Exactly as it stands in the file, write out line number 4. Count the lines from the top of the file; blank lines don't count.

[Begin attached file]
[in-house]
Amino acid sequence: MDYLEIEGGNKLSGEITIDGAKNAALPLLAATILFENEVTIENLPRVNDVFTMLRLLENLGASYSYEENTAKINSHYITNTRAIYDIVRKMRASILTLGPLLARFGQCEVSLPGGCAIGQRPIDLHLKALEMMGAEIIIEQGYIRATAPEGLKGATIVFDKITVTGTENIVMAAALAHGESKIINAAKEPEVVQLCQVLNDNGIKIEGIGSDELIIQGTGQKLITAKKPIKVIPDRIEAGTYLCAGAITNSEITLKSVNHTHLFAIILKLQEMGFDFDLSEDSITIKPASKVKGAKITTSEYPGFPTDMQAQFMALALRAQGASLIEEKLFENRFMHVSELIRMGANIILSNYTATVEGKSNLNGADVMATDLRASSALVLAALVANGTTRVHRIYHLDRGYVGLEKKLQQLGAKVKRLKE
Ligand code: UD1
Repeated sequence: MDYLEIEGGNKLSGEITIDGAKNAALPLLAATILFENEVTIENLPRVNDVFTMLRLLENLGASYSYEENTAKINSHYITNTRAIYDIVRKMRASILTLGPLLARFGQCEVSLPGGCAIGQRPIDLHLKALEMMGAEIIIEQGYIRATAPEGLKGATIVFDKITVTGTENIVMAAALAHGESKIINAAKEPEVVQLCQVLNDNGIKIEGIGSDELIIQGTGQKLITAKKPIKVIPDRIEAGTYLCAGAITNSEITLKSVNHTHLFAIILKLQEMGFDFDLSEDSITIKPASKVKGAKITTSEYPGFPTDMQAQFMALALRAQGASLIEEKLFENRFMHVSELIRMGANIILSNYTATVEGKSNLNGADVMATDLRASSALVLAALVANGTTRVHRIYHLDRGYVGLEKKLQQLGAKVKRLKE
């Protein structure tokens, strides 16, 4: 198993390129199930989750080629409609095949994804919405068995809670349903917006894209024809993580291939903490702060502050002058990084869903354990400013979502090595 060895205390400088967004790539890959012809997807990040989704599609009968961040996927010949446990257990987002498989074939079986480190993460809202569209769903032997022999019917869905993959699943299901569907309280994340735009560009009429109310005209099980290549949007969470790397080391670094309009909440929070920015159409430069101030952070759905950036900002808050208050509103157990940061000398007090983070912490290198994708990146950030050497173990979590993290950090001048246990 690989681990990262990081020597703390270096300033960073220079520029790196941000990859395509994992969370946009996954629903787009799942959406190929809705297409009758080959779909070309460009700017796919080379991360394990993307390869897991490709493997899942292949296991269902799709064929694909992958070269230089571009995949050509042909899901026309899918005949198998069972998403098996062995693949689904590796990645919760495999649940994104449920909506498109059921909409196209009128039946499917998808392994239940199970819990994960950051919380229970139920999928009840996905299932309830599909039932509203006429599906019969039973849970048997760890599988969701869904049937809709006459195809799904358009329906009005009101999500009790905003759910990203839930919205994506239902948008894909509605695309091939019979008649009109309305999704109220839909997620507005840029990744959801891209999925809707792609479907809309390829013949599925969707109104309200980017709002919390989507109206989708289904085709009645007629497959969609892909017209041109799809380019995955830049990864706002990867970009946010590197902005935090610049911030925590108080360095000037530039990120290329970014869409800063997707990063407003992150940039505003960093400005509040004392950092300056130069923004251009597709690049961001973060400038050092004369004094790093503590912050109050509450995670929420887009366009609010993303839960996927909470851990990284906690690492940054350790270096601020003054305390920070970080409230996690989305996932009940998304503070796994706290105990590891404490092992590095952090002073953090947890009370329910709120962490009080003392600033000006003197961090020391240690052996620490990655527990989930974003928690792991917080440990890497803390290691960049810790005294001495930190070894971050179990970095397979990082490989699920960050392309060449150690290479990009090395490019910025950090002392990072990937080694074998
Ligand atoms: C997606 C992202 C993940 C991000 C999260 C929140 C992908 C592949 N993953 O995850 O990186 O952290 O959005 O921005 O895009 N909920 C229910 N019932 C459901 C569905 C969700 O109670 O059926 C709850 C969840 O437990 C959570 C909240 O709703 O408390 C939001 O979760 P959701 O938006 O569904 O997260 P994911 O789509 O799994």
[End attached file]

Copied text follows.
Repeated sequence: MDYLEIEGGNKLSGEITIDGAKNAALPLLAATILFENEVTIENLPRVNDVFTMLRLLENLGASYSYEENTAKINSHYITNTRAIYDIVRKMRASILTLGPLLARFGQCEVSLPGGCAIGQRPIDLHLKALEMMGAEIIIEQGYIRATAPEGLKGATIVFDKITVTGTENIVMAAALAHGESKIINAAKEPEVVQLCQVLNDNGIKIEGIGSDELIIQGTGQKLITAKKPIKVIPDRIEAGTYLCAGAITNSEITLKSVNHTHLFAIILKLQEMGFDFDLSEDSITIKPASKVKGAKITTSEYPGFPTDMQAQFMALALRAQGASLIEEKLFENRFMHVSELIRMGANIILSNYTATVEGKSNLNGADVMATDLRASSALVLAALVANGTTRVHRIYHLDRGYVGLEKKLQQLGAKVKRLKE